HIGH food prices and issues revolving around the rising cost of living — such as unemployment, low wages and poverty — have been cited as major problems for people living in the Western Division.
And while the Bainimarama government's free tuition and bus fare for school children was given the thumbs up across all communities and age groups, a survey by The Fiji Times West Bureau found that food prices ranked the number one concern.
Saddled with the upward spiral of food prices, respondents from Rakiraki to Sigatoka are feeling the pinch at the supermarkets and are calculating whether there is any real savings from government's education initiatives. If the pitch is right, the battle at the polls may end up being on who the voter believes can best implement and enforce the most effective price controls on basic food items.
The survey found that while young people were happy with the education initiatives — and the opportunity to vote — they wanted improvements to the system.
Also, there exists a youth population who are disappointed with the prevalence of unemployment.
Among workers and the older generation, there is concern about the retirement age and problems facing the elderly. While the Social Welfare payouts to senior citizens were lauded, those receiving the money don't think it is enough to cope with the costs of every day living.
In the sugarcane belt, talks echoed the same theme. Farmers were happy with government's support in providing grants for new cane planting and the promise of more than $80 per tonne in cane payment this season — but they also spoke frankly about the headache of dealing with the high costs of staying in the business. They will be on the lookout for who will best serve their interests and this includes land security issues.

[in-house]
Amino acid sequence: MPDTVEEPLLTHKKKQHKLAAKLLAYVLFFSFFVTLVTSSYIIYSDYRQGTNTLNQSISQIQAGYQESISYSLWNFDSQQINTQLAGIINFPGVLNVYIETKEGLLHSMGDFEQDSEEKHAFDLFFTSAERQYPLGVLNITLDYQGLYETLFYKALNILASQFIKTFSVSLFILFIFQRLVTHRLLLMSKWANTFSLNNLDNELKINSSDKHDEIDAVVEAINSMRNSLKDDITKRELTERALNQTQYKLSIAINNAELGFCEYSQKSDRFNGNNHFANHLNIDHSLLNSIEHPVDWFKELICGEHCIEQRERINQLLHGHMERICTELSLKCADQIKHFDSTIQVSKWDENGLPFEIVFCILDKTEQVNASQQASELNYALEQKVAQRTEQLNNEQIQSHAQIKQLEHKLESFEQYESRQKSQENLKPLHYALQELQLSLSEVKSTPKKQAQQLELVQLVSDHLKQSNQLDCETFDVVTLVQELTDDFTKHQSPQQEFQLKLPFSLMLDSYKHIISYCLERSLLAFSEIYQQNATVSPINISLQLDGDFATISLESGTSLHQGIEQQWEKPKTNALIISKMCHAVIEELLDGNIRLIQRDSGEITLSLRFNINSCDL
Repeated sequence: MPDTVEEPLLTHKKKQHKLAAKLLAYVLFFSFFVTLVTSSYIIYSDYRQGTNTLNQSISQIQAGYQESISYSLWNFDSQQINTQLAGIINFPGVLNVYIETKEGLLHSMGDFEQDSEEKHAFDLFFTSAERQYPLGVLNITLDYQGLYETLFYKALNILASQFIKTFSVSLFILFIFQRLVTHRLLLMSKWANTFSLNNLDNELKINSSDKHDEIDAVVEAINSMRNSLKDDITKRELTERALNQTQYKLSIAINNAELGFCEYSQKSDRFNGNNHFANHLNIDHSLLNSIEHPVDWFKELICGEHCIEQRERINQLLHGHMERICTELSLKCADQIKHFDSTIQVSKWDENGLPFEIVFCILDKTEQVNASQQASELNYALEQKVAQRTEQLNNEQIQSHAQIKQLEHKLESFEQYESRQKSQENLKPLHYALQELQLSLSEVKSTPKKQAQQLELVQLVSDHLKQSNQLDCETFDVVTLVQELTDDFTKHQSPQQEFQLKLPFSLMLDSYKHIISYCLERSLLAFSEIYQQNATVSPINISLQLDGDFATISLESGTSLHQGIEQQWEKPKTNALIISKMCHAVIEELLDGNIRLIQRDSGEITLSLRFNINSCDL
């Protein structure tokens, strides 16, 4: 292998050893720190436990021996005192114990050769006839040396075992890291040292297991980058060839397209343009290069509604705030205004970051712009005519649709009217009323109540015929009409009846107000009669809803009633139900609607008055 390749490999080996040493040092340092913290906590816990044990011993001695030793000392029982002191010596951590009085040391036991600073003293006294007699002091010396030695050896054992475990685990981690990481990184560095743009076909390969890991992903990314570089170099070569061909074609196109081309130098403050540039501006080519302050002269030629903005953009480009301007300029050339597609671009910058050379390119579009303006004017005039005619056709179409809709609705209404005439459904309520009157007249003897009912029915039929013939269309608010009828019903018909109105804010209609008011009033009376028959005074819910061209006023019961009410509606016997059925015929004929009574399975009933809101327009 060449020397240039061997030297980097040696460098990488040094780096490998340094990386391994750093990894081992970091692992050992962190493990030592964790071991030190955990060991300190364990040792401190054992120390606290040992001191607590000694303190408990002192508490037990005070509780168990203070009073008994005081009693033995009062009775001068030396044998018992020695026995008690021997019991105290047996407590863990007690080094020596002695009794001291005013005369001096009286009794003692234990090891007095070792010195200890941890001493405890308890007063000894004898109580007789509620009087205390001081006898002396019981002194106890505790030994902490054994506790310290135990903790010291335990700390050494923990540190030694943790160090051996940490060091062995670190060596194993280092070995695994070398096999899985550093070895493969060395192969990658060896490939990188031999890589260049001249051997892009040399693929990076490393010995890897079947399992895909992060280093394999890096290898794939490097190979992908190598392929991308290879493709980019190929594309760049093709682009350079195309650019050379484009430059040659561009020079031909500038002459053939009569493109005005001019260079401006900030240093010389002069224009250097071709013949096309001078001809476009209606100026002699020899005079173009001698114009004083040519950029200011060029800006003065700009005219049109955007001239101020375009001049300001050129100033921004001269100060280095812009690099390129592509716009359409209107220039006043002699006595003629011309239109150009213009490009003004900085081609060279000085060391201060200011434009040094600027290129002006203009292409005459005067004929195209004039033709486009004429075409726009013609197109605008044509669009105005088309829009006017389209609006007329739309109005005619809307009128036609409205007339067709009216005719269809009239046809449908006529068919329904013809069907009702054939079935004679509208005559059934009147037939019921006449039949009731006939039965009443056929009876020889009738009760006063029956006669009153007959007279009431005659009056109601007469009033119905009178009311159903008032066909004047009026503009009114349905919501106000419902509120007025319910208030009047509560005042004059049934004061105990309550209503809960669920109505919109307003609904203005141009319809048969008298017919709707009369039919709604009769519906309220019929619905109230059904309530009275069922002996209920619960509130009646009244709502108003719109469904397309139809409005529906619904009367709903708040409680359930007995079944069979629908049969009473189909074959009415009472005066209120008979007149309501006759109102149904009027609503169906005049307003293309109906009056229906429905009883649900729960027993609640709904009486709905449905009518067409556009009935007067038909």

Generally, rural dwellers are happy with the current government's attempts to improve road, water and electricity in isolated and remote areas but there exists frustrated communities who are without proper roads and piped water supply — and yet were located close to towns or the main highway.
The survey teams also came across many who were guarded in their response.
Then there were those who expressed the need for an honest government and others who wished to hear from leaders, other than those in government, to allow them to decide on which party or politician to support. With elections just 73 days away it will be interesting to see how perceptions of the Western Division's most pressing issues will factor in the ultimate outcome of the September 17 election.